It is time to re-appraise them. The aristocracy is gone, and the rate of liquidation of the petty bourgeoisie is practically stabilised; now the overwhelming mass of lumpens comes from the working class. They are the hard-core unemployed and the young people who will never find jobs; they are the ex-miners of Appalachia and the ex-autoworkers of Detroit. A great many of them are Negro, many are Puerto Rican, Mexican-American, and Indian. It is absurd to call these people workers. They do not work; they do not expect to work again; as they adapt to their new conditions of life, they do not want to work. Living on relief or (statistically) on air, they are the most depressed element of modern society, proletarians in the Roman sense: people of no value to the social order. They are no longer even needed as strikebreakers; machines do it better. A government economist has dubbed them “no-people."

Yet they constitute today a true class, with a common relationship to the rest of society, with common attitudes and values unlike those of other classes, and with a common aspiration: to consume the fruits of humanity's conquest of nature without submitting to repressive social relations. The permissive lumpen culture scorns all precepts to thrift, industriousness, and self-denial—that is, to the factitious morality that upholds wage-enslavement and privation. Their slogan is “Now!"—freedom now, peace now, abundance now. The homogeneity of their experience products concerted actions without need for elaborate theory or formal organisation. They, and they alone, can settle for nothing less than the transformation of society and the transformation of man. Their ranks are growing, and their vanguard is on the move.

Our re-examination now leads us to question whether the Left’s usual methods of procedure are applicable to this new revolutionary situation. Reluctantly, for it is always comforting to walk in accustomed paths, we must conclude that they are not. The objective is no longer to replace one power structure with another, however benevolent; so our efforts must not serve to create institutions capable of assuming control. The old concepts of organization therefore can lead only to counter-revolution. Moreover, that the already emergent transformation of man is so essential to the new society demands tactics that will further its development. This, neither political maneuvering nor traditional forms of insurrection can do—on the contrary, they can only hinder it, and thus in effect prove counter-revolutionary also.

In the activities of the lumpens themselves we see an approach more congruous with the aims of this revolution. Resisting the war in Korea, they eschewed all organised forms of protest and simply dodged the draft, gold-bricked, and deserted—without apparent organisation but none the less in mass. General Hershey testified bitterly to the volume and effect of their non participation. Resisting wage-slavery, they simply adjust to living on welfare; and resisting welfare restrictions, they simply evade them. Though spontaneous, these are not merely scattered individualistic acts of personal expediency, but coherent and predictable responses of the class. As such, they reflect a solidarity of outlook that grows naturally out of common frustrations and common needs. Mass action thus motivated is the means that can destroy institutions of power without replacing them, and the practice-ground where men can function together on the basis of mutual understanding, without constraint either of binding ideology or of physical force. The normal modus operandi of the lumpenproletariat is also the logical tactic of the anarchist revolution.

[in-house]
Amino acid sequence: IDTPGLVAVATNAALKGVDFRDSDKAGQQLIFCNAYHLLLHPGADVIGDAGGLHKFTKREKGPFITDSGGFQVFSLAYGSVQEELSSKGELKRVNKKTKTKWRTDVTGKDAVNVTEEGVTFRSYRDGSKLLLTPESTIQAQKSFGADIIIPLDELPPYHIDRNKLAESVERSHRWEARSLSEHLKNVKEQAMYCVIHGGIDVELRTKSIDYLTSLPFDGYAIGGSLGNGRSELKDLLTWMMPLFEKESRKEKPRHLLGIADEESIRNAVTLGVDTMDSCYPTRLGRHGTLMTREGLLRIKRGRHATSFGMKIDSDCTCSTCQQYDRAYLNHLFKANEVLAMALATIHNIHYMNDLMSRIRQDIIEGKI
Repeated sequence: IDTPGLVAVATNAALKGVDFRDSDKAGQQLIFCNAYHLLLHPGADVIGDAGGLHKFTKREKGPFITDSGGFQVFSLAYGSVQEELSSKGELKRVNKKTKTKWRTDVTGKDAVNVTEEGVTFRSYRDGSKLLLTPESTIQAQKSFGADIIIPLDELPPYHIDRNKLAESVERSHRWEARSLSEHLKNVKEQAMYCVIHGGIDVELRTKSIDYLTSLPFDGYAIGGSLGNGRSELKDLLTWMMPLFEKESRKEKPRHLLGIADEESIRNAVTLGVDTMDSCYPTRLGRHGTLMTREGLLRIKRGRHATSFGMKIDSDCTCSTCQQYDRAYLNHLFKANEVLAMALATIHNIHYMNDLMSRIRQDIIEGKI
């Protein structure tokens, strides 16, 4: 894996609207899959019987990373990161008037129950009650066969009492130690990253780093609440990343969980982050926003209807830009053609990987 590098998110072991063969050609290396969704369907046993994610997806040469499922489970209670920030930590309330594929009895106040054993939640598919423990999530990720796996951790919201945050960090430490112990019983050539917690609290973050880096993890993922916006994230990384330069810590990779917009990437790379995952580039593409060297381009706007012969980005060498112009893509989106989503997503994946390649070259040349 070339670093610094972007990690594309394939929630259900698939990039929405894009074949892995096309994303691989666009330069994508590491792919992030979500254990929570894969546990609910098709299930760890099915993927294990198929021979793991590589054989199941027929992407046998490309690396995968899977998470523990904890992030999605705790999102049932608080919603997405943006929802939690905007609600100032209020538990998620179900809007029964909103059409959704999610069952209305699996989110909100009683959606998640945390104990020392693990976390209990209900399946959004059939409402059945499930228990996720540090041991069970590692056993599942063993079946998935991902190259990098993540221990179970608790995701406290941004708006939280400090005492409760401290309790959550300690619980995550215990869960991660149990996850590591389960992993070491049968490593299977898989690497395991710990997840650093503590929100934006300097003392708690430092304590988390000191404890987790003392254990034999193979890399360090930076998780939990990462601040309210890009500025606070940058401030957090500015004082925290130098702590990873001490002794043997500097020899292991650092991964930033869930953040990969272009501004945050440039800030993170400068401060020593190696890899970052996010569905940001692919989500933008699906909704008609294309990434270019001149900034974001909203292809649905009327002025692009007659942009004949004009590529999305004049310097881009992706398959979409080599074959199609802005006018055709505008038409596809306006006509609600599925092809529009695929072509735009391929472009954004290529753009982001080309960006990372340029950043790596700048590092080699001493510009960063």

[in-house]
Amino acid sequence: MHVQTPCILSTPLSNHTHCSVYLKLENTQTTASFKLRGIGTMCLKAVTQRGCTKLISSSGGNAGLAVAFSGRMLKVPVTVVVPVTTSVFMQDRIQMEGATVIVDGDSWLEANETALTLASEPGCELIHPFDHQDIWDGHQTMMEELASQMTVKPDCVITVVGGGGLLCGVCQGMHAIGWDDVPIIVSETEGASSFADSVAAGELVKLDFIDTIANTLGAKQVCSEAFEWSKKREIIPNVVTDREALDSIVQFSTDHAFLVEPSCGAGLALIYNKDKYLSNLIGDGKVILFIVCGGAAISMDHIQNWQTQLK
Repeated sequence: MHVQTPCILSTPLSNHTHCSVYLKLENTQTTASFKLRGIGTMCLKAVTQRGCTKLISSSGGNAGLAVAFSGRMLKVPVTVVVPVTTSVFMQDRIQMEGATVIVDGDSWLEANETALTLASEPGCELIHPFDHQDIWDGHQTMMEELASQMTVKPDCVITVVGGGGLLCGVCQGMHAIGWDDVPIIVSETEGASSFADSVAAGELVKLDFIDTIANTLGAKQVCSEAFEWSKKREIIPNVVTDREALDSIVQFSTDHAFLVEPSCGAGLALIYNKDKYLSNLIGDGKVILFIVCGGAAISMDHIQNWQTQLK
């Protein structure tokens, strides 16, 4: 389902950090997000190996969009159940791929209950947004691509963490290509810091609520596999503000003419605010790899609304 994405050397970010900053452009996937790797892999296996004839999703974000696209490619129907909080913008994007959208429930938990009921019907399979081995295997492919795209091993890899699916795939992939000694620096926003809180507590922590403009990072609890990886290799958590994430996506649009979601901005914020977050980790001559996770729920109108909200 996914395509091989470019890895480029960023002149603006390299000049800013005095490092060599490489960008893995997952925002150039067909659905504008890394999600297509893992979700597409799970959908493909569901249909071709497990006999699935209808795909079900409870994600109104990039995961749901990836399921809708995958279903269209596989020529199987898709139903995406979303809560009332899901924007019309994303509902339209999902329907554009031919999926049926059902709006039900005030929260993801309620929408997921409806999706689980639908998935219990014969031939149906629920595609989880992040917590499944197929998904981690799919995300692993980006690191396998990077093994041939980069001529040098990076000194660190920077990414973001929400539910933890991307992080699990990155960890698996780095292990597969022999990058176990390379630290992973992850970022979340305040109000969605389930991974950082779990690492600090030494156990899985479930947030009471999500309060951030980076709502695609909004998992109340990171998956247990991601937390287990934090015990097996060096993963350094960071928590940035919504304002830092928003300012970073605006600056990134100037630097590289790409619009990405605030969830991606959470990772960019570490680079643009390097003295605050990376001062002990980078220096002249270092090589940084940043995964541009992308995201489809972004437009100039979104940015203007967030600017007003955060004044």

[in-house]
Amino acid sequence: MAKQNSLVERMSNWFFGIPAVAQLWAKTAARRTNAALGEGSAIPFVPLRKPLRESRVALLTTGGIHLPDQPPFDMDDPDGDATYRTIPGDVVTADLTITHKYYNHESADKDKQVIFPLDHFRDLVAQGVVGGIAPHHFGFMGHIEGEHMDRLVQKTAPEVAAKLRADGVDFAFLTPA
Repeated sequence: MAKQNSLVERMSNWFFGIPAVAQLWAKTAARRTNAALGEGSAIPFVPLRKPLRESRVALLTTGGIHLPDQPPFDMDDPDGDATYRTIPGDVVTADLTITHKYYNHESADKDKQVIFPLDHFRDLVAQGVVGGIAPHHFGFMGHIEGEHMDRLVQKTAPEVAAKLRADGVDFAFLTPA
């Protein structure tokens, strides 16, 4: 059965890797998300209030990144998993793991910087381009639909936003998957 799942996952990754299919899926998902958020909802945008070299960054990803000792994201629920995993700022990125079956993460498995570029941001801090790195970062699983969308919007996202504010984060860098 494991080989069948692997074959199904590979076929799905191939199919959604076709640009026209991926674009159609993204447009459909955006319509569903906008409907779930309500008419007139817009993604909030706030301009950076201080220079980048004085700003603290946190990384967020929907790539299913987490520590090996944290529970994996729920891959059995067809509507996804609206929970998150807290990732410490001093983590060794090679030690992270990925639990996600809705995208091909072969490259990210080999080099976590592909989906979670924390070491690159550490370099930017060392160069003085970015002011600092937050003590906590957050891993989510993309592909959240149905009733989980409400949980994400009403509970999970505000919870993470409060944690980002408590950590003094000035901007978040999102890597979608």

What remains is that this hitherto mainly defensive action be turned to positive ends; this we now see happening in sections of the Negro movement. But with all enthusiasm for the Negro's effort, we insist that it is folly for white radicals to tail his kite. To pin our hopes on moving the mass of whites through a struggle but peripheral to their needs is to abandon the bulk of the oppressed to the demagogy of the far Right (which knows well how to use them) and to abandon the Negroes themselves to the white backlash. Until it is achieved, equality must of course be the Negro's overriding demand. But the fact is that many of the Negro's white friends have unwittingly and with the most commendable intentions become millstones around his neck, retarding the development of his own tactics of struggle. Those able to identify with his tactics as well as his aspirations have a particular contribution to make in bringing them into the broader arena. Beyond equality, the Negro's needs are the same as those of his fellow-humans, and are not to be satisfied by a job soon lost to automation, a vote nullified by class bias of the electoral system, unsegregated indoctrination, and the replacement of moldering ghettos with jerry-built slums. The hearteningly dynamic drive for racial equality needs to be echoed by parallel (and equally direct) action for peace, personal liberty, and an equitable share of the goods and services our productive complex pours forth in such abundance, just beyond our reach.

It has been the habit of the Left to deplore insurgent action when it manifests itself in ways outside our approved (and by new institutionalised) forms. But the lumpen's approach is varied and flexible. He refuses by whatever device may be most expeditious to participate in the conduct of war; he does not cooperate with police and opposes enforcement of laws repressive of personal freedom in whatever manner may be feasible in any specific situation; he implements rupture of the job-income link by utilising social welfare agencies, consumer credit, and whatever means may be at hand to preserve his consumption power. To proponents of the status quo, such procedures either are criminal or ought to be; to the several orthodoxies of the Left, they are (horror of horrors!) anarchistic. So be it. To a rapidly growing class they are the usual and accepted ways of coping with the environment a fact to which only sectarianism or our own relative well-being could blind us. Police may bluster and social workers may moan, but the lumpens rebellion continues to mount. Despite its sometimes nihilistic aspect, we acknowledge its revolutionary potential. As the practicability of an anarchic society on a cybernated economic base is popularised, it will find its direction and its purpose.

Then will the three streams of revolution be joined and an irresistible flood sweep away the damming power structures of old society, to carry man into that future of unlimited freedom in which his infinite aspirations may be realised.